IMAP stands for the Internet Mail Access Protocol, a remote mail retrieval and archival standard originally developed at the University of Washington. It is an alternative to POP3 as a way to serve mail from users' mailboxes.
The difference between POP3 and IMAP basically comes down to where the user's mail is stored. With POP3, the user's mail is usually downloaded to the user's own desktop. With IMAP, the user's mail usually remains on the server.
Consider the post-office metaphor. With POP3, the user goes to the post-office, opens her post-office box, takes custody of all her mail, and leaves the post-office box empty.
With IMAP, the user goes to the post-office, opens her post-office box, looks at the mail, and then leaves it all sitting there in the mailbox.
From the point of view of the post-office, IMAP is pure evil.
The protocol is complex, described over the course of numerous RFCs. The complexity leads to variations in interpretation, and no two IMAP implementations will behave in exactly the same way. In addition to the complexity of IMAP itself, a number of popular email clients have buggy implementations of IMAP, and IMAP servers have to work around them.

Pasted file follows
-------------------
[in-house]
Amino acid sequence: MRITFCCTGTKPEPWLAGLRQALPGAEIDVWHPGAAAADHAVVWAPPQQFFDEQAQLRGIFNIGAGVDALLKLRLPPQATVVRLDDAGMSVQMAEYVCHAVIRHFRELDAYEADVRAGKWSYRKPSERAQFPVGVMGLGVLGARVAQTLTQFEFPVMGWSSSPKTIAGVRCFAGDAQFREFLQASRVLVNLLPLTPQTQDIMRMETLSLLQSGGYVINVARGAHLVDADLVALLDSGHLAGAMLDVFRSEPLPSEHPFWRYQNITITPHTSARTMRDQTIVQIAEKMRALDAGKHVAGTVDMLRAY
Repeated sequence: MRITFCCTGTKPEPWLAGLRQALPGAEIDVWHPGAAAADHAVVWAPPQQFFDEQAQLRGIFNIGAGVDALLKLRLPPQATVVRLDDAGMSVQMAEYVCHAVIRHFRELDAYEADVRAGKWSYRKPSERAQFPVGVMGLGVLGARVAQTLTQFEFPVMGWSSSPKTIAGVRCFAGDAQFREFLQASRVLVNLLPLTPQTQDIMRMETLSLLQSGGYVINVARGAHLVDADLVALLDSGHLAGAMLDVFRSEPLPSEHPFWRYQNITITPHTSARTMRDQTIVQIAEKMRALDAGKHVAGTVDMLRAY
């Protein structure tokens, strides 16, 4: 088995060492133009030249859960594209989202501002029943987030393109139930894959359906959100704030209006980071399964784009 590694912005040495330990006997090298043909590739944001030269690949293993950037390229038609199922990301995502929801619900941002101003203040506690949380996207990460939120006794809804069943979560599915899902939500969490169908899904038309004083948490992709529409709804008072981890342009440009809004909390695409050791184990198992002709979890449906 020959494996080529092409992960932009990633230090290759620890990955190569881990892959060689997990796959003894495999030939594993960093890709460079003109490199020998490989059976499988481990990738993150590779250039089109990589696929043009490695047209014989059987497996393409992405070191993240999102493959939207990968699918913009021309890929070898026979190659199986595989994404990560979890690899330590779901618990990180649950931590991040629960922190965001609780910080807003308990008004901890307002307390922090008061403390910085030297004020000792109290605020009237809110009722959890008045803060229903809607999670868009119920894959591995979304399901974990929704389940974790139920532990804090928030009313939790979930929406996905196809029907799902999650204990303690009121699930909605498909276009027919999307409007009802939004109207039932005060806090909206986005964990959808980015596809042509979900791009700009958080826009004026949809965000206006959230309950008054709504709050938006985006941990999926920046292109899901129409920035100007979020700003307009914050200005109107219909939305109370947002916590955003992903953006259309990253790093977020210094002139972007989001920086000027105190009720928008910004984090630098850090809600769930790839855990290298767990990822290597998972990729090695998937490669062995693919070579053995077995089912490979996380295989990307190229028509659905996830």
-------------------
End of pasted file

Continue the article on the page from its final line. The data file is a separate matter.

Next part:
It should come as no surprise then that Bernstein --who can barely tolerate SMTP-- has completely disregarded IMAP. So, if we want IMAP along the djb way, we have to look for other developers.
Fortunately, some brave programmers have stepped up to the challenge and taken their best shot. If you've just gotta have IMAP, this section includes a look at a few servers to consider. The common denominator here is support for serving from Maildirs.
Copyright © 2004, Wayne Marshall.
All rights reserved.
Last edit 2004.02.12, wcm.